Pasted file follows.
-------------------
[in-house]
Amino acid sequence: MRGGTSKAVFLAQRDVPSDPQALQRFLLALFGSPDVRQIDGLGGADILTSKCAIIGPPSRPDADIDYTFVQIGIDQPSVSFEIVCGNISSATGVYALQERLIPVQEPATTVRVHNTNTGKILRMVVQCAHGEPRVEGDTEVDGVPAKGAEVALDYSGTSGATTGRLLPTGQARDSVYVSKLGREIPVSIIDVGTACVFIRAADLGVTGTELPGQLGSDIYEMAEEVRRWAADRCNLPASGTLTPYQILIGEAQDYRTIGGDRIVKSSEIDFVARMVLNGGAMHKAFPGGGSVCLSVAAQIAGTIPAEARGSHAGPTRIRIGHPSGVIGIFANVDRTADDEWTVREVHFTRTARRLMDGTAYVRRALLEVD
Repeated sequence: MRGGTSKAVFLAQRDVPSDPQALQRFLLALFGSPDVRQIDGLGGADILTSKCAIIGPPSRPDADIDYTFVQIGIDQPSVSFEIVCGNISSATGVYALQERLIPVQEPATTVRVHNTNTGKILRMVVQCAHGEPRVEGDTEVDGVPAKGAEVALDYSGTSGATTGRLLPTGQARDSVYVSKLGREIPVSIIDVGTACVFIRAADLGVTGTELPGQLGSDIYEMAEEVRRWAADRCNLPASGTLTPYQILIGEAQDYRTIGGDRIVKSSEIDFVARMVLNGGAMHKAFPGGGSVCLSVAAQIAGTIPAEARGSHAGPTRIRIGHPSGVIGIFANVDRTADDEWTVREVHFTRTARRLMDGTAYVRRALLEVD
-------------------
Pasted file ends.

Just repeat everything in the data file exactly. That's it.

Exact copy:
[in-house]
Amino acid sequence: MRGGTSKAVFLAQRDVPSDPQALQRFLLALFGSPDVRQIDGLGGADILTSKCAIIGPPSRPDADIDYTFVQIGIDQPSVSFEIVCGNISSATGVYALQERLIPVQEPATTVRVHNTNTGKILRMVVQCAHGEPRVEGDTEVDGVPAKGAEVALDYSGTSGATTGRLLPTGQARDSVYVSKLGREIPVSIIDVGTACVFIRAADLGVTGTELPGQLGSDIYEMAEEVRRWAADRCNLPASGTLTPYQILIGEAQDYRTIGGDRIVKSSEIDFVARMVLNGGAMHKAFPGGGSVCLSVAAQIAGTIPAEARGSHAGPTRIRIGHPSGVIGIFANVDRTADDEWTVREVHFTRTARRLMDGTAYVRRALLEVD
Repeated sequence: MRGGTSKAVFLAQRDVPSDPQALQRFLLALFGSPDVRQIDGLGGADILTSKCAIIGPPSRPDADIDYTFVQIGIDQPSVSFEIVCGNISSATGVYALQERLIPVQEPATTVRVHNTNTGKILRMVVQCAHGEPRVEGDTEVDGVPAKGAEVALDYSGTSGATTGRLLPTGQARDSVYVSKLGREIPVSIIDVGTACVFIRAADLGVTGTELPGQLGSDIYEMAEEVRRWAADRCNLPASGTLTPYQILIGEAQDYRTIGGDRIVKSSEIDFVARMVLNGGAMHKAFPGGGSVCLSVAAQIAGTIPAEARGSHAGPTRIRIGHPSGVIGIFANVDRTADDEWTVREVHFTRTARRLMDGTAYVRRALLEVD